Volkswagen T-Roc

For: Performance, more affordable than X2, acceptable ride given decent agility
Against: Can’t match X2’s boot space, not as good to drive, finish not as strong as BMW’s

The T-Roc is based on Volkswagen’s MQB platform, which also underpins the Golf hatchback and will soon be joined by a smaller SUV model, the T-Cross.

The 2.0 TSI T-Roc in R-Line trim is meant to add a level of sportiness to the practicality, and that comes courtesy of the 187bhp engine. There’s also 320Nm of torque, which is 40Nm more than the BMW delivers, explaining why the VW was faster in our performance tests.

Another reason is the 4MOTION four-wheel-drive system. This car only comes in all-wheel-drive form and with a seven-speed dual-clutch automatic box, but that meant off the line the VW stormed from 0-60mph in 6.2 seconds, thanks to the strong traction and swift shifts. This is impressive for an SUV.

There’s not much in it in terms of weight, so the extra torque ensured the VW was quicker in most of our in-gear tests.

Straight-line performance isn’t exactly an issue, then, but it’s once you reach a corner that the T-Roc R-Line starts to lose ground here.

The steering is lighter and not quite as engaging. It doesn’t weight up like the BMW’s and the VW doesn’t inspire as much confidence as a result. Still, it is more comfortable.

The Volkswagen’s set-up is softer, so everywhere from around town to on the motorway the T-Roc feels more compliant and less jarring in the way it deals with bumps and cracks in the road surface.

Adaptive dampers aren’t available because R-Line trim only comes with lowered sports suspension, while on 19-inch wheels it does still feel taut. However, within this spectrum it’s nowhere near as harsh as the X2.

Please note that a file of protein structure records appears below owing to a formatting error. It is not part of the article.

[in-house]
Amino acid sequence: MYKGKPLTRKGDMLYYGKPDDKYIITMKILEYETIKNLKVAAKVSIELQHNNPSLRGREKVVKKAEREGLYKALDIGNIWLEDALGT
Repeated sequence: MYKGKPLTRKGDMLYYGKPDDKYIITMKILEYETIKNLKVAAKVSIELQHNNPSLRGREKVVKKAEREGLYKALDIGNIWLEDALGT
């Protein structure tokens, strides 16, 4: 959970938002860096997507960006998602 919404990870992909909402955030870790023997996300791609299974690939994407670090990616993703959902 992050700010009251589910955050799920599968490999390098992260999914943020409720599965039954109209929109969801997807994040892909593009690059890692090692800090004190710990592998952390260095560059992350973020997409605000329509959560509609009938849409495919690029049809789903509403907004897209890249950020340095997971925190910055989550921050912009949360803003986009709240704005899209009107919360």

The T-Roc has a better ride and handling balance, then, but in other areas it doesn’t match up to the BMW. While it’s £1,190 cheaper than the X2 – a useful saving – it feels it. Interior quality trails here.

The dash plastics are solid, and while you get a bright eight-inch touchscreen infotainment system, the materials feel harsh, unforgiving and not exactly befitting of the T-Roc’s price tag.

Still, the level of kit justifies the outlay. Sat-nav, Apple CarPlay, Android Auto, LED headlights, heated sports seats, climate control, autonomous braking with pedestrian detection, lane assist, all-round parking sensors and adaptive cruise are all included. You have to pay extra for some of this equipment on the BMW.

Testers’ notes

Screen: Eight-inch display in VW isn’t as well placed as the BMW’s, but it has Apple CarPlay and Android Auto as standard
Digital dash: Ahead of the driver, standard 10.3-inch Active Info Display gives the cabin a hi-tech feel
Equipment: Heated sports seats feature as part of a long list of kit in VW, but it trails the BMW on quality

Verdict

1st place – BMW X2

It’s not as fast, but the BMW is the sportier-feeling crossover. While it’s a bit firmer, you won’t have to make many other sacrifices, because it’s efficient, more practical and (almost) as well equipped. The refinement and quality will make the difference day to day.

2nd place – Volkswagen T-Roc

The T-Roc is a good small and sporty crossover, but it’s sweetest in 1.0 TSI form and loses out to the X2 in this test. It’s not as practical or as good to drive, and although it’s cheaper it feels it. While it’s economical, on-paper emissions mean running costs will be higher here.